Stede Bonnet wasn’t born into a life of crime. Born into a wealthy English family on the island of Barbados, Bonnet had had a fairly successful life which enabled him to buy his way into piracy. It was the usual custom for pirates to begin their work by seizing a ship that they then used to prey on other ships, Bonnet, however, bought his ship, the Revenge. He also hired his crew and paid them regular wages. Due to lack of experience in sailing or piracy, Bonnet had to hire someone to command his men. After terrorizing shipping off the Virginia coast, Bonnet said for the pirate’s paradise of Nassau in the Bahamas. There, he met Blackbeard and decided to join forces.
After a night of maneuvering sloops back and forth to gain advantage in battle, the sun rose on the morning of September 27 with Bonnet sailing his one sloop, he had combined all of his men into one ship from three, towards the three sloops under Colonel Rhett. Nearly all the ship ran aground during the battle with a rising tide eventually freeing Rhett’s vessels, while Bonnet’s sloop, the Royal James, remained stuck. The Royal James was quickly boarded by Rhett’s men who outnumbered Bonnet’s pirates. In a last ditch effort, Bonnet ordered his gunner to blow up the ship’s powder stores, but this suicidal act was prevented by Bonnet’s men who surrendered instead. Rhett returned triumphantly to Charleston with Bonnet and twenty-nine of his men in chains.
In Charleston, Bonnet’s men were imprisoned in the Half-Moon Battery where the Exchange and Provost Dungeon were later contructed and still stand today. Because of his gentlemanly upbringing, Bonnet was imprisoned with his boatswain, Ignatius Pell, in the home of the town’s Provost Marshall. Shortly thereafter, Bonnet and Pell, accompanied by a slave and an Indian, escaped the house possibly disguised as women, at least according to legend. The group however, wasn’t able to go very far and had only gotten as far as Sullivan’s Island, north of the city when they were captured. Bonnet and his men were put on trial before Vice-Admiralty judge, Nicholas Trott and found guilty.
|Monument in White Point Gardens near the spot of the pirate|
gallows. Photo courtesy of Wikipedia.
Bonnet’s own men had been hung at White Point two days before his trial and their bodied left dangling from the gallows before the bloated, decaying corpses were cut down and unceremoniously dumped in the marsh just off the point; marshes that would later be filled in for the building of homes. Reportedly, Bonnet begged for clemency and turned much of the Charleston female population to his side, so much so that the governor had to delay the execution seven times. Even Colonel Rhett offered help by escorting Bonnet to England for a new trial, but Judge Trott’s decision stood firm.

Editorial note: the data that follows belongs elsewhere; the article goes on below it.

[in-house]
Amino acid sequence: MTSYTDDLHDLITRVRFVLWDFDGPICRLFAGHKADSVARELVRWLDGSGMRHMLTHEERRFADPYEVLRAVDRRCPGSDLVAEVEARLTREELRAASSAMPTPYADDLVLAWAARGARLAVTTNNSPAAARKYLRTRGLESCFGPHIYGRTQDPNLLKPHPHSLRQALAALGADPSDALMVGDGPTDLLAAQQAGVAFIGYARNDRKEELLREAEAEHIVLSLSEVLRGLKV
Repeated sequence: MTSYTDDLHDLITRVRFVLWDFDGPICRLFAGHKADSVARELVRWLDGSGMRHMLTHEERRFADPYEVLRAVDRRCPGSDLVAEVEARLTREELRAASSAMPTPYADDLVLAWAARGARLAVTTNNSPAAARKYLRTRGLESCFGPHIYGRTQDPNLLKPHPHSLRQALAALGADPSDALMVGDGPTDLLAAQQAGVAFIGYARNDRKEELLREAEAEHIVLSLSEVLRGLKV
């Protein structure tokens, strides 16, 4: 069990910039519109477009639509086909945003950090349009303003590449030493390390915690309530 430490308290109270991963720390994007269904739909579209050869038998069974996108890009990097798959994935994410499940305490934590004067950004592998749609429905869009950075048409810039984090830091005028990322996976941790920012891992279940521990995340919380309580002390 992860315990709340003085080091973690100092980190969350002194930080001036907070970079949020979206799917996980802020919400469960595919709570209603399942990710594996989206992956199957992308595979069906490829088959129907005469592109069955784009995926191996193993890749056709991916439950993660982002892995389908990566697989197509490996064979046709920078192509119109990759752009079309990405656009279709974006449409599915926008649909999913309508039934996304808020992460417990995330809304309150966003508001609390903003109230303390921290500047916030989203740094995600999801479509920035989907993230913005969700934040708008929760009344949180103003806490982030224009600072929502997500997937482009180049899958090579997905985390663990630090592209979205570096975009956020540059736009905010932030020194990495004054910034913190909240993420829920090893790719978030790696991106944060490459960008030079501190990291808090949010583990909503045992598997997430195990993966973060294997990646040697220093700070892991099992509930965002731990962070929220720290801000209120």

During the time between Bonnet being found guilty and his execution, 19 other pirates were found guilty and hung at White Point just Bonnet’s own. Bonnet’s day of execution finally dawned on December 10. Walter Fraser describes the scene of Bonnet,
…manacled and clutching a nosegay of wildflowers, was taken in a hurdle to the place execution near White Point where the once bold pirate appeared terrified and near collapse. The executioner dropped the noose over his head and around his neck and then Bonnet was ‘swung off’ the cart. He died an agonizing death of strangulation, the invention of the gallows that would break the victim’s neck being years away.
His body was left hanging for a few days then unceremoniously dumped in the marsh with the remains of his men and his pirate brothers where they were eaten by crabs, riddled with maggots and pecked by the gulls.
|The hanging of Stede Bonnet from the|
Dutch edition of A General History
of the Pyrates, c. 1725.
In the course of five weeks, forty-nine pirates had swung from the gallows at White Point. Within a couple months, pirate Richard Worley and nineteen of his men met the same fate. While the leaves of White Point Gardens’ oaks calmly sway in the ocean breeze, their roots are feeding on the blood of pirates.
|The view from South Battery towards Charleston Harbor.|
Photo 2011, by Lewis Powell, IV, all rights reserved.
There is a legend that the spirits of these pirates still stalk Battery Park and White Point Gardens. Denise Roffe includes a story of a couple who encountered an apparition hanging in midair beneath the oaks of the park. Alan Brown mentions that the spirits have been witnessed standing under the oaks and screaming at passersby. He continues that if one looks out on the bay from the foot of Water Street, where Vanderhorst Creek once met the waters of the Cooper River, when the moon is high, they may see the bloated faces of the long dead pirates just under the water’s surface. Like so many Charleston ghost stories, this story may be mostly legend, but it is ground in a marvelous history.
|Do pirate spirits still walk here? Photo 2011, by Lewis Powell|
IV, all rights reserved.
|Photo 2011, by Lewis Powell|
IV, all rights reserved.
Battery Park (Charleston). Wikipedia, the Free Encyclopedia.
Accessed 1 August 2011.
Blackbeard. Wikipedia, the Free Encyclopedia. Accessed 1 August
Brown, Alan. Haunted South Carolina: Ghosts and Strange Phenomena
of the Palmetto State. Mechanicsburg, PA: Stackpole Books, 2010.
Fraser, Walter J., Jr. Charleston! Charleston! The History of a Southern
City. Columbia, SC: U. of SC Press, 1989.
Hardin, Jason. “You can say it with an ‘S,’ but early documents show
there is just one garden.” Post & Courier. 2 September 2001.
Richard Worley. Wikipedia, the Free Encyclopedia. Accessed 1 August
Roffe, Denise. Ghosts and Legends of Charleston, South Carolina. Atglen,
PA: Schiffer, 2010.
Stede Bonnet. Wikipedia, the Free Encyclopedia. Accessed 1 August
Workers of the Writer’s Program of the Works Progress Administration
in the State of South Carolina. South Carolina: A Guide to the PalmettoState. NYC: Oxford University Press, 1941.